- Use your smart phone (or borrow your friend's or your kid's) to photograph every possession in your home for which you'd want to make an insurance claim if it was stolen or damaged. Even simpler, take a video, walking through the home as you point out items and describe their value.
- Document room by room. Include the home itself, inside and out, vehicles, car accessories and interior furnishings, sports equipment, outdoor furniture, toys and structures.
- Record the rough amount you paid for each item and, if possible, when you purchased it. Write it on the back of each photo or connect the information with the photos on your computer.
- Starting now, photograph new possessions as you obtain them. Save their receipts with your inventory.
Take a yearly look at your bank accounts. If you have too many, close the inactive ones. Shred unused checks and registers from old accounts.
9. Shop for New Bank Accounts
There's no excuse for paying fees when you can find free checking. Read Bank Fees are Rising - Here's How to Escape Them.
10. Make a New Habit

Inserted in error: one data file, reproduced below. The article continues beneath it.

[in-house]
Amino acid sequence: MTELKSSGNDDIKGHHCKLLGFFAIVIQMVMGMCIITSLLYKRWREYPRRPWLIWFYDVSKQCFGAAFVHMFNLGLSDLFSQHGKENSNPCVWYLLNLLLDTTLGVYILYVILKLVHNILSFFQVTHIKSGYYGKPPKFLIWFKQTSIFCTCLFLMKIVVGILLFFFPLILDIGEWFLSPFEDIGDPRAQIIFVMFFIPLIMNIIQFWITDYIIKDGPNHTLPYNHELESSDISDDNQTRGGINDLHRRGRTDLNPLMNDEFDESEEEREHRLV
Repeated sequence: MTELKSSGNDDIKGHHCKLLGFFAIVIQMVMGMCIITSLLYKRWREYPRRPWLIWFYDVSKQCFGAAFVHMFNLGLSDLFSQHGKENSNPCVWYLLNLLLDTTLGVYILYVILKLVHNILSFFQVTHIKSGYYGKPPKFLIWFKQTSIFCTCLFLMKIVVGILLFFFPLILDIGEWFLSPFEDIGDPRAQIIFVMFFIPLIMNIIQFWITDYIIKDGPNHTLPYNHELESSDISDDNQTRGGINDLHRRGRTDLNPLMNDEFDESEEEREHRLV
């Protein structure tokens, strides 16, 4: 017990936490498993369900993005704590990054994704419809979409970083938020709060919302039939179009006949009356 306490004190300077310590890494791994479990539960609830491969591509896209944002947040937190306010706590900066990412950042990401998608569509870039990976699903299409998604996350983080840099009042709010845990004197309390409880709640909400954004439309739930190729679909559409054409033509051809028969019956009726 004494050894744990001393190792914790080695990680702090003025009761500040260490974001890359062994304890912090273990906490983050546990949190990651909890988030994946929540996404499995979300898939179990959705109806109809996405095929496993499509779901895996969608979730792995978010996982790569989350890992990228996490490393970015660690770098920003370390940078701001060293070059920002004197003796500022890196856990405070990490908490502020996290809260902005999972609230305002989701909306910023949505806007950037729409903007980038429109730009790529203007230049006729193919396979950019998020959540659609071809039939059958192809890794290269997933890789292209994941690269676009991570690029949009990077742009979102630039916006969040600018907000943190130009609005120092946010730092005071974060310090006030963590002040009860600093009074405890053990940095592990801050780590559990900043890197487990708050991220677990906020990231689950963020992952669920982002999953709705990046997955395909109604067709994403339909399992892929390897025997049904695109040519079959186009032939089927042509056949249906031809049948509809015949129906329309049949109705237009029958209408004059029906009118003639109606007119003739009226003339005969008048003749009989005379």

Here's a simple daily routine that prevents mail from piling up. You'll need:
- A letter opener or serrated butter knife (try Goodwill if you don't have one).
- A basket for paper recycling.
- A shredder.
- A box or bag near your shredder for papers to be shredded.
- Bills and documents you want to use or keep (to pay, act on or store).
- Papers to discard that contain your name, address, account number or any identifying information (to shred).
- Papers with no identifying information (to recycle).
Do you have a spring cleaning ritual you can recommend for more security and less clutter? Share it in comments below or on our Facebook page. Like this article? Sign up for our newsletter and we'll send you a regular digest of our newest stories, full of money saving tips and advice, free! We'll also email you a PDF of Stacy Johnson's "205 Ways to Save Money" as soon as you've subscribed. It's full of great tips that'll help you save a ton of extra cash.